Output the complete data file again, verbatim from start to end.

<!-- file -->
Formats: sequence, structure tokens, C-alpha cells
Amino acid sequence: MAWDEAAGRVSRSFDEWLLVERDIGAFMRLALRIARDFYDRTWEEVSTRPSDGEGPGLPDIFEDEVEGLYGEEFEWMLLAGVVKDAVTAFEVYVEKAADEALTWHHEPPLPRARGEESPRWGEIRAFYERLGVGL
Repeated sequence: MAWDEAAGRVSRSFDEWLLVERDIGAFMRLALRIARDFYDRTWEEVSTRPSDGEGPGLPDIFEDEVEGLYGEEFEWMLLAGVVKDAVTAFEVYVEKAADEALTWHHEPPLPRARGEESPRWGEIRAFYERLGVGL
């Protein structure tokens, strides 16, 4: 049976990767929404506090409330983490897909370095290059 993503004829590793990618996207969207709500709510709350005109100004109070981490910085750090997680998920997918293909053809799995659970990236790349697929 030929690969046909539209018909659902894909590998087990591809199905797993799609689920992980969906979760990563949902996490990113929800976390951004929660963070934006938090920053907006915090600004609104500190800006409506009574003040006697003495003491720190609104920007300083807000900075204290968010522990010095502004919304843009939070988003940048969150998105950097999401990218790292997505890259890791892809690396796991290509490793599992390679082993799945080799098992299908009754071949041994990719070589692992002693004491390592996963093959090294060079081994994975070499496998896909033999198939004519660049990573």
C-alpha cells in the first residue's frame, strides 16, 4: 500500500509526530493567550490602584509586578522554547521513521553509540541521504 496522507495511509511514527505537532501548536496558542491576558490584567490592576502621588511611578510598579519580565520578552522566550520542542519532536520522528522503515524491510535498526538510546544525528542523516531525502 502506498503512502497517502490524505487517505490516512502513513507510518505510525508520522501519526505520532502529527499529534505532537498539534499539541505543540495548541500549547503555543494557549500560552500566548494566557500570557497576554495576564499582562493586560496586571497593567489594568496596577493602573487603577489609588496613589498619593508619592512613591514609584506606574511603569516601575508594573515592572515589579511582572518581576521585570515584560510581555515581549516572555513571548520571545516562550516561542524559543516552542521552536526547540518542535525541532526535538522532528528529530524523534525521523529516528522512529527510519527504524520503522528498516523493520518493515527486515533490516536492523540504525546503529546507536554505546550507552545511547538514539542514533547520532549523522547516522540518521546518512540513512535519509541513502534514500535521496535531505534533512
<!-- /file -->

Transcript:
Formats: sequence, structure tokens, C-alpha cells
Amino acid sequence: MAWDEAAGRVSRSFDEWLLVERDIGAFMRLALRIARDFYDRTWEEVSTRPSDGEGPGLPDIFEDEVEGLYGEEFEWMLLAGVVKDAVTAFEVYVEKAADEALTWHHEPPLPRARGEESPRWGEIRAFYERLGVGL
Repeated sequence: MAWDEAAGRVSRSFDEWLLVERDIGAFMRLALRIARDFYDRTWEEVSTRPSDGEGPGLPDIFEDEVEGLYGEEFEWMLLAGVVKDAVTAFEVYVEKAADEALTWHHEPPLPRARGEESPRWGEIRAFYERLGVGL
């Protein structure tokens, strides 16, 4: 049976990767929404506090409330983490897909370095290059 993503004829590793990618996207969207709500709510709350005109100004109070981490910085750090997680998920997918293909053809799995659970990236790349697929 030929690969046909539209018909659902894909590998087990591809199905797993799609689920992980969906979760990563949902996490990113929800976390951004929660963070934006938090920053907006915090600004609104500190800006409506009574003040006697003495003491720190609104920007300083807000900075204290968010522990010095502004919304843009939070988003940048969150998105950097999401990218790292997505890259890791892809690396796991290509490793599992390679082993799945080799098992299908009754071949041994990719070589692992002693004491390592996963093959090294060079081994994975070499496998896909033999198939004519660049990573």
C-alpha cells in the first residue's frame, strides 16, 4: 500500500509526530493567550490602584509586578522554547521513521553509540541521504 496522507495511509511514527505537532501548536496558542491576558490584567490592576502621588511611578510598579519580565520578552522566550520542542519532536520522528522503515524491510535498526538510546544525528542523516531525502 502506498503512502497517502490524505487517505490516512502513513507510518505510525508520522501519526505520532502529527499529534505532537498539534499539541505543540495548541500549547503555543494557549500560552500566548494566557500570557497576554495576564499582562493586560496586571497593567489594568496596577493602573487603577489609588496613589498619593508619592512613591514609584506606574511603569516601575508594573515592572515589579511582572518581576521585570515584560510581555515581549516572555513571548520571545516562550516561542524559543516552542521552536526547540518542535525541532526535538522532528528529530524523534525521523529516528522512529527510519527504524520503522528498516523493520518493515527486515533490516536492523540504525546503529546507536554505546550507552545511547538514539542514533547520532549523522547516522540518521546518512540513512535519509541513502534514500535521496535531505534533512